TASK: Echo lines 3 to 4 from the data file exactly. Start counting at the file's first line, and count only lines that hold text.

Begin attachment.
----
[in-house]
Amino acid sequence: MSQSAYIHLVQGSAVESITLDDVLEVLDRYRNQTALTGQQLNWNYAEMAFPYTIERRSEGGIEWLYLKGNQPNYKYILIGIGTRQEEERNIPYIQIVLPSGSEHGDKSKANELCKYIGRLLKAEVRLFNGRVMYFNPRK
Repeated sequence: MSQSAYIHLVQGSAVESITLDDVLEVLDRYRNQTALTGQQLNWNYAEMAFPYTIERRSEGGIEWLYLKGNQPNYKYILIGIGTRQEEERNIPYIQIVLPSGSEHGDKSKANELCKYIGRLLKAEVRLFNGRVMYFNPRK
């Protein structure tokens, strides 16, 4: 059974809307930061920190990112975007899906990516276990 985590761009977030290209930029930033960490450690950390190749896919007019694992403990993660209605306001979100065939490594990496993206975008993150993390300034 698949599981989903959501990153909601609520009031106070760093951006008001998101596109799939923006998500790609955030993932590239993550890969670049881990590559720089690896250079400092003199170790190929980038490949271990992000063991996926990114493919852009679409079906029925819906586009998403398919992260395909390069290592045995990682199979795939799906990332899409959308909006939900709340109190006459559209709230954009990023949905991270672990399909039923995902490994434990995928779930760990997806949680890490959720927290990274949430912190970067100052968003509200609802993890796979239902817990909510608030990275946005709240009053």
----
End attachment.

Repeated sequence: MSQSAYIHLVQGSAVESITLDDVLEVLDRYRNQTALTGQQLNWNYAEMAFPYTIERRSEGGIEWLYLKGNQPNYKYILIGIGTRQEEERNIPYIQIVLPSGSEHGDKSKANELCKYIGRLLKAEVRLFNGRVMYFNPRK
């Protein structure tokens, strides 16, 4: 059974809307930061920190990112975007899906990516276990 985590761009977030290209930029930033960490450690950390190749896919007019694992403990993660209605306001979100065939490594990496993206975008993150993390300034 698949599981989903959501990153909601609520009031106070760093951006008001998101596109799939923006998500790609955030993932590239993550890969670049881990590559720089690896250079400092003199170790190929980038490949271990992000063991996926990114493919852009679409079906029925819906586009998403398919992260395909390069290592045995990682199979795939799906990332899409959308909006939900709340109190006459559209709230954009990023949905991270672990399909039923995902490994434990995928779930760990997806949680890490959720927290990274949430912190970067100052968003509200609802993890796979239902817990909510608030990275946005709240009053």